During his sophomore year at Goshen, Stewart and two friends started the indie-folk band Moral Circus, which released a full-length album in early 2014. In addition to the Mennonite tradition, he cites as significant influences the music of Krzysztof Penderecki, James Blake, Shostakovich, Kanye West, Samuel Barber, Johnny Greenwood, and Run the Jewels.

When the 2017 MICF is over, Stewart will be staying in Columbia to earn a second master’s degree in music theory while also applying to doctoral programs in composition.

For more about Henry Breneman Stewart, you can listen to him talk about the process of creating a commission and his work that will be premiered at the MICF in an interview recorded in June for KMUC’s weekly “Mizzou Music” program.. You can hear his music in the embedded players below and on his SoundCloud page.

“Sun Will Rise In Black,” commissioned by the Columbia Civic Orchestra with funding from the Sinquefield Charitable Foundation and performed by Natalia Bolshakova, piano, and the Columbia Civic Orchestra, Stefan Freund, conductor.

“Love Your Enemy,” performed by the Mizzou New Music Ensemble

“Sonnet 73: De Profundis,” commissioned as a result of winning the 2016 Sinquefield Composition Prize, and performed by the University of Missouri University Singers, directed by R. Paul Crabb.

Mizzou composer Douglas Osmun featured in Columbia Missourian

Mizzou composer Douglas Osmun, a first-year graduate student in composition and the winner of the 2017 Sinquefield Composition Prize, was the subject of a feature story this week in the Columbia Missourian.

Osmun (pictured) talked with reporter Ann Marion about his composition process and about “First Fig,” the work he submitted in this year’s Sinquefield Prize competition. As the winner of the competition, Osman was commissioned to write a new work for the University Philharmonic, which will get a premiere performance in April at the annual Chancellor’s Arts Showcase at the Missouri Theatre.

You can read the whole story here.

Mizzou composer’s work to be performed at SCI conference

The Society of Composers, Inc (SCI) has selected a work by Mizzou’s Douglas Osmun for performance at their annual national conference next year.

Osmun’s “First Fig,” a work for voice, cello, and piano that incorporates text by Edna St. Vincent Millay, will be performed on Friday, March 31 at the SCI event, which will take place March 30 through April 1 at Western Michigan University in Kalamazoo, MI.

Osmun (pictured) is a first-year graduate student in composition and winner of the 2017 Sinquefield Composition Prize. He’s also an alumnus of Western Michigan, having earned his BM in music composition there before coming to Mizzou.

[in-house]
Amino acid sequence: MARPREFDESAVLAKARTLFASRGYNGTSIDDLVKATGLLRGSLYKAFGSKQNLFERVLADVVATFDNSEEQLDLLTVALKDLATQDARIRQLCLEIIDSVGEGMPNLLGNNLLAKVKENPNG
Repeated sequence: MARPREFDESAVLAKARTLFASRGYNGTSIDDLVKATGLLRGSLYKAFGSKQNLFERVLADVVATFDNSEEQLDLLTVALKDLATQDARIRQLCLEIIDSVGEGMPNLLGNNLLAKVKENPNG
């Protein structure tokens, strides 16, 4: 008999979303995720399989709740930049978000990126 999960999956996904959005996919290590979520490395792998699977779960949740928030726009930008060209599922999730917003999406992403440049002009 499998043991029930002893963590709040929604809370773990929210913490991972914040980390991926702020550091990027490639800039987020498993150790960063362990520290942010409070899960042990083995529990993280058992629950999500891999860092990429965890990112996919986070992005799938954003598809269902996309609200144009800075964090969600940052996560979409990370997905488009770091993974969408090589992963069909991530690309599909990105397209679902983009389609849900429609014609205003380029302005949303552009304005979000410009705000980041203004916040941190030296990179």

Founded in 1965, SCI is an independent professional society of nearly 1500 members dedicated to the promotion, performance, understanding and dissemination of new and contemporary music.

You can hear a recording of “First Fig” in the embedded audio player below.

Mizzou composer Douglas Osmun wins 2017 Sinquefield Composition Prize

The University of Missouri School of Music and the Mizzou New Music Initiative have awarded the 2017 Sinquefield Composition Prize to Douglas Osmun.

Osmun, who grew up in Zeeland, MI, is a first-year graduate student at Mizzou studying composition with Stefan Freund. He submitted “First Fig,” a work written for alto voice, cello and piano, to the competition and was selected for the prize by a panel of independent judges.

The adjudicators for the 2017 competition were:
* Lee Hartman, instructor in music and music theory, University of Central Missouri;
* Allison Ogden, lecturer in composition, University of Louisville; and
* Christopher Stark, assistant professor of composition, Washington University.

Now in its 12th year, the Sinquefield Composition Prize is the top award for a composition student at Mizzou.

As this year’s winner, Osmun (pictured) now will be commissioned to write an original work for Mizzou’s University Philharmonic orchestra, with the premiere performance to be presented as part of the Chancellor’s Arts Showcase on Monday, April 10, 2017 at the Missouri Theatre in Columbia. With the commission, he also will receive funding for the production of the score and parts, and a professional recording of his work.

Before coming to Mizzou, Osmun earned a BM in music composition at Western Michigan University in Kalamazoo, MI. While at WMU, he studied with Lisa Renée Coons and Christopher Biggs, and was named a Beulah and Harold McKee Scholar, one of the school’s three top awards for music students.

Osmun’s other awards and accomplishments include the Ron Nelson Award and Symphonic Band Commission; an international premiere of his work at the highSCORE Festival in Italy; a mini-grant from the Arts Council of Greater Kalamazoo; and serving as the Region V Student Representative for the Society of Composers, Inc.

The other finalists for the 2017 Sinquefield Composition Prize were Dustin Dunn, Hans B. Heruth, Aaron Mencher, and Jake Smucker.